Austria: Upper Austrian gold hats

celtic b-black white-01Upper Austria (Oberösterreich) is one of the nine states of Austria. Its capital is Linz. As in southern Germany and parts of Switzerland, a gold hat is part of the women’s traditional costume.

Just like the gold hats of Germany and Switzerland, the Upper Austrian gold hats developed from a bonnet worn in the 18th century. The Linzer gold hat was first mentioned in 1782 (Linzer Haubm). Its origins were not actually in Linz but in three Austrian valleys: the Almtal, Kremstal and Steyertal. Originally, it was a type of bonnet made of gold material covering a black velvet base with a broad band of gold lace around the rim. A grey hat edged with gold or silver braid was worn over this bonnet.

Linz gold hat (
1) Linz gold hat
Picture of a young woman with gold hat by Joseph_Reiner (1892) (
2) Picture of a young woman with gold hat by Joseph_Reiner (1892)

The women who originally wore the gold hat costumes belonged to the scythe-maker guilds, the industrial royalty at the turn of the 18th and 19th centuries. Upper Austrian towns such as Wels and Steyr and also Passau in Germany were also involved in the further development of these hats in addition to Linz.

From 1780, the form of the hat changed, the grey hat disappeared and the whole of the bonnet became golden. The base of the hat (Böndl), which was originally the most important part of the hat, virtually disappeared, becoming just a pommel the size of a ball situated at the top of the back of the head. The highly curved form of the headdress tends to be only present in the relatively newer forms (from ca. 1835). The hats were made industrially in this form by special female hatters from 1860 onwards.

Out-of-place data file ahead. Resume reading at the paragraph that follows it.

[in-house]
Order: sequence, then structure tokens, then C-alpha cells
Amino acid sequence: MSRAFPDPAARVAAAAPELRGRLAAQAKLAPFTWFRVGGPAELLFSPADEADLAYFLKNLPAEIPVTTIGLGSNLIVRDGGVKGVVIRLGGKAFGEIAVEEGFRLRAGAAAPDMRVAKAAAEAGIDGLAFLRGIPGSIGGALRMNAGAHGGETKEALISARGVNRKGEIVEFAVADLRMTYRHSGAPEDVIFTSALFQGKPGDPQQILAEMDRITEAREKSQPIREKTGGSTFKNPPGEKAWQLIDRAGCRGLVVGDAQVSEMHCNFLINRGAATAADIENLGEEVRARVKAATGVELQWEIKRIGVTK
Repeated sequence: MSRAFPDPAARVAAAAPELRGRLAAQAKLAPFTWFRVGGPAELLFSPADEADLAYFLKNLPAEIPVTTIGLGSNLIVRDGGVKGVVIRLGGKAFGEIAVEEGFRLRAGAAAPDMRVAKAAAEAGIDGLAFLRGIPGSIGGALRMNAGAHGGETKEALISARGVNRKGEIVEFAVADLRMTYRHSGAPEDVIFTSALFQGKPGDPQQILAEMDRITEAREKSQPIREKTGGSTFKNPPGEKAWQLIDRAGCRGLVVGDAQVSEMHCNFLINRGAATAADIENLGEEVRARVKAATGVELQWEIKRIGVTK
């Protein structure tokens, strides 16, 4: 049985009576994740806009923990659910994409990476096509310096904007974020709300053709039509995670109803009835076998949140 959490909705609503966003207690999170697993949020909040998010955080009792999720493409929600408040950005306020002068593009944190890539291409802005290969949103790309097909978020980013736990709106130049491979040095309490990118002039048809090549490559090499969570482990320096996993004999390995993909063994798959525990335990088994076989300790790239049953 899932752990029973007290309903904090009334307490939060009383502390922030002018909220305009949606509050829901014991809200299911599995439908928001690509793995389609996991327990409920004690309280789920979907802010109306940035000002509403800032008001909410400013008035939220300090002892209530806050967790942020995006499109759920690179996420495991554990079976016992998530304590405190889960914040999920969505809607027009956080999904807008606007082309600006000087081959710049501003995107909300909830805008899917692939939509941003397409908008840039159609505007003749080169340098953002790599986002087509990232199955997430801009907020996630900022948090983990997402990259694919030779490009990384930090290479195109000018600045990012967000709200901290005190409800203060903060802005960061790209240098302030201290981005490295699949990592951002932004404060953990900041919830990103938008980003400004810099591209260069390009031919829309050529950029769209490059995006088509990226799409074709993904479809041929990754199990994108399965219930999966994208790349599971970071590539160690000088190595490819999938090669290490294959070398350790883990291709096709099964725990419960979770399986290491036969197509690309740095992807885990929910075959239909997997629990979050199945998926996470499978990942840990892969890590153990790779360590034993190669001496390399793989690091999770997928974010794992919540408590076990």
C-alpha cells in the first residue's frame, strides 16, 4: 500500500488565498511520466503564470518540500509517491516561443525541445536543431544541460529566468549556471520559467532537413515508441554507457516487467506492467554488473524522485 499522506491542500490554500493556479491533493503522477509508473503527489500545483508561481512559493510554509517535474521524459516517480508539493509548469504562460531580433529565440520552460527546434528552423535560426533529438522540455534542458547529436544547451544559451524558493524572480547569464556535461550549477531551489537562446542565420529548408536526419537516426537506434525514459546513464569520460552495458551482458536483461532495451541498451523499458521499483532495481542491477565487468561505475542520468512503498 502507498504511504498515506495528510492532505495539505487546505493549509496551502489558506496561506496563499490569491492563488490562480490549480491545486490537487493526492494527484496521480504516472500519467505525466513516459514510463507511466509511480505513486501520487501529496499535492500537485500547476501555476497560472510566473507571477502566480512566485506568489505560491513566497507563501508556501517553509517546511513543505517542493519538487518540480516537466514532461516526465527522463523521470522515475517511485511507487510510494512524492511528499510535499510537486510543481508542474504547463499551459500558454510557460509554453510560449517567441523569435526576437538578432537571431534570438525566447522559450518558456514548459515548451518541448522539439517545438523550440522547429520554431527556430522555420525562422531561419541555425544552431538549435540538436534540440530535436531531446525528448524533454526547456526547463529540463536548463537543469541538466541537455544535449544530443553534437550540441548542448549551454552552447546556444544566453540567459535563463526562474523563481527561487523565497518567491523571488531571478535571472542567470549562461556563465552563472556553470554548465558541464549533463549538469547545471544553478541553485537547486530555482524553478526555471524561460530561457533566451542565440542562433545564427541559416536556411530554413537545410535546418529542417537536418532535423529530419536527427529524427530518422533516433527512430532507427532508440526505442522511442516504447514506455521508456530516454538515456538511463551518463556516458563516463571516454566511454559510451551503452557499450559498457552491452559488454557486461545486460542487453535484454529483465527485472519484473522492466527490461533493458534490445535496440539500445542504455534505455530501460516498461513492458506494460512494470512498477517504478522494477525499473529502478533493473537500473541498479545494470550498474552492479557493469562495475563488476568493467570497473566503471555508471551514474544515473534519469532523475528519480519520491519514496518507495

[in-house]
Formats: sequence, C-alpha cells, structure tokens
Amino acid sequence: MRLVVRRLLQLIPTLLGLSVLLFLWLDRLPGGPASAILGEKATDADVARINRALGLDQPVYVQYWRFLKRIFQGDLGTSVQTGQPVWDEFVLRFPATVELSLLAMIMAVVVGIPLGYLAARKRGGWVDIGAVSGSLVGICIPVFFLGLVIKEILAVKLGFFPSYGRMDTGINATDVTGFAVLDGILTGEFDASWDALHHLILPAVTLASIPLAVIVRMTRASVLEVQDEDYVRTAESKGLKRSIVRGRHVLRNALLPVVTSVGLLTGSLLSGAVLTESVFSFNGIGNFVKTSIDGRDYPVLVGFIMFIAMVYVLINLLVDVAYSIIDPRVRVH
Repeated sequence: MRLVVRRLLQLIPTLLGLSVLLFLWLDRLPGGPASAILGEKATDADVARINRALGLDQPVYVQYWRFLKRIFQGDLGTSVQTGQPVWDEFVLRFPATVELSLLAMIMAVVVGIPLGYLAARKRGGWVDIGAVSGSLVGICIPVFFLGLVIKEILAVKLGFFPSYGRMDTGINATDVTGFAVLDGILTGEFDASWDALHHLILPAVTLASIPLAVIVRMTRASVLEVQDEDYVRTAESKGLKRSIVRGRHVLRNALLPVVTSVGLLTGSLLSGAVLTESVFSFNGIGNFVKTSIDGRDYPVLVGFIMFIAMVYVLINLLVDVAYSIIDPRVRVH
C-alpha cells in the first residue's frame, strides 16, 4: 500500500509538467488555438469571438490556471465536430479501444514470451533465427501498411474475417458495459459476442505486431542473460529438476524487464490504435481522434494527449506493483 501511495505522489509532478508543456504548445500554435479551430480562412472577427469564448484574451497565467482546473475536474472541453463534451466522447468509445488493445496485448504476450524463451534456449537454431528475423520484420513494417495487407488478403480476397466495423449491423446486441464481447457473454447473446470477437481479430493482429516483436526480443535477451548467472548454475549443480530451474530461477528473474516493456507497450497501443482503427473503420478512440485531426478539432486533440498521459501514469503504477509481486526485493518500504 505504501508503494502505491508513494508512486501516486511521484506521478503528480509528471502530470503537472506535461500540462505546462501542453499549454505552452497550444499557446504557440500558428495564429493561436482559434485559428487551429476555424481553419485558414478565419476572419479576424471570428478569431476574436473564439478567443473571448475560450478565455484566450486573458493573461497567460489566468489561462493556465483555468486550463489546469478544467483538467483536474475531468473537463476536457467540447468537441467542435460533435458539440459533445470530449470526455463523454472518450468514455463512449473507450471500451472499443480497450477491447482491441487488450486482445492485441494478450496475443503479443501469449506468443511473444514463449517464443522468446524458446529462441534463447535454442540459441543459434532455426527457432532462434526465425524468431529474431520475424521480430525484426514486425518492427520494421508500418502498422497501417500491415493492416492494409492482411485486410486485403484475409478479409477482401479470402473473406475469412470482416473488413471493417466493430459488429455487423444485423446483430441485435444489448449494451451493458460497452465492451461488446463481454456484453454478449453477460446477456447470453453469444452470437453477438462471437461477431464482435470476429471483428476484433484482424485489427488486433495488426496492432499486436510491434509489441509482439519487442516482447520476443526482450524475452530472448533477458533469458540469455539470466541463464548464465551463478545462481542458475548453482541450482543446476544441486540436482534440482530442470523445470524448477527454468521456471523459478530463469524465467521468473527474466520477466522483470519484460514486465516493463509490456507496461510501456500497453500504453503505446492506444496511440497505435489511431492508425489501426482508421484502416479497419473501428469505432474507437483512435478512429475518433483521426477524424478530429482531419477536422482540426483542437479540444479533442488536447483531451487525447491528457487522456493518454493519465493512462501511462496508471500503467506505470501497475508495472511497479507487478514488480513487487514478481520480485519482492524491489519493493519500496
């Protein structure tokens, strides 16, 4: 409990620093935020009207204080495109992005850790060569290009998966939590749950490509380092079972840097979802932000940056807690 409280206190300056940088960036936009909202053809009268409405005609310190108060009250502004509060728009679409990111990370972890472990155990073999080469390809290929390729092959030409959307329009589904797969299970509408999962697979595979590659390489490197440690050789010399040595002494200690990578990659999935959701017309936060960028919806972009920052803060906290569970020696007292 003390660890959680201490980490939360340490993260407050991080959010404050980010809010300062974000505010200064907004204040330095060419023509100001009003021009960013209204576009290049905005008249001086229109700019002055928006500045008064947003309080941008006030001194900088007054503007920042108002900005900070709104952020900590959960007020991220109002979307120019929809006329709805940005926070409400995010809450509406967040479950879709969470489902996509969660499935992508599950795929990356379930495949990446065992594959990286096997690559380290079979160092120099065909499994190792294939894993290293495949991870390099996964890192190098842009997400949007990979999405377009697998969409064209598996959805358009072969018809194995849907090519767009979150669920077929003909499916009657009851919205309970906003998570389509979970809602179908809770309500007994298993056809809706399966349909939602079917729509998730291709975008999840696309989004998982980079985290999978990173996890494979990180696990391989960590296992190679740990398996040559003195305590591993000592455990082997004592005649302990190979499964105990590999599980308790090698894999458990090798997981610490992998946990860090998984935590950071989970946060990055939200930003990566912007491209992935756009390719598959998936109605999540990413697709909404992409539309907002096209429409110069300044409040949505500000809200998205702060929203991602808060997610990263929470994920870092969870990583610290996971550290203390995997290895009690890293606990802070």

Black pearl bonnet (
3) Black pearl bonnet

Parallel to the gold hats, hats in the Linz form were made of black material (tulle, gauze), too. In the second half of the 19th century, long black glass beads were used to decorate them giving them the name beaded hats (Perlhaube). After 1860, a black silk taffeta scarf became more commonly used.

Later on, the skill of making the precious Linz gold hat was lost and the production of these types of hat is no longer done professionally. However, nowadays in Upper Austria, there are 17 groups of women (ca. 18,000) who have formed clubs that are actively involved in nourishing and cherishing this tradition as well as being involved in various charitable works. The hats are worn on special occasions by married women. Younger women wear another style of bonnet, which has a baby-bonnet form (Mädchenhaube). The fine embroidery on the gold hats is done using a spiral made of gold wire known as bullion or purl (Boulliangarn or Kantillen in German), gold sequins and beads.

Young girl with gold haube (;art4,369309)
4) Young girl with a Mädchenhaube (girl’s bonnet)

The Linz or Passau gold hat was declared an Intangible Cultural Heritage (ICH) by the UNESCO in 2015.150px-UNESCO-ICH-blue.svg




Source(s) of information–kopftuch–und-hutgruppen/


1) Linz gold hat –

2) Picture of a young woman with gold hat by Joseph_Reiner (1892) –

3) Black pearl bonnet –

4) Young girl with a Mädchenhaube (girl’s bonnet) –;art4,369309



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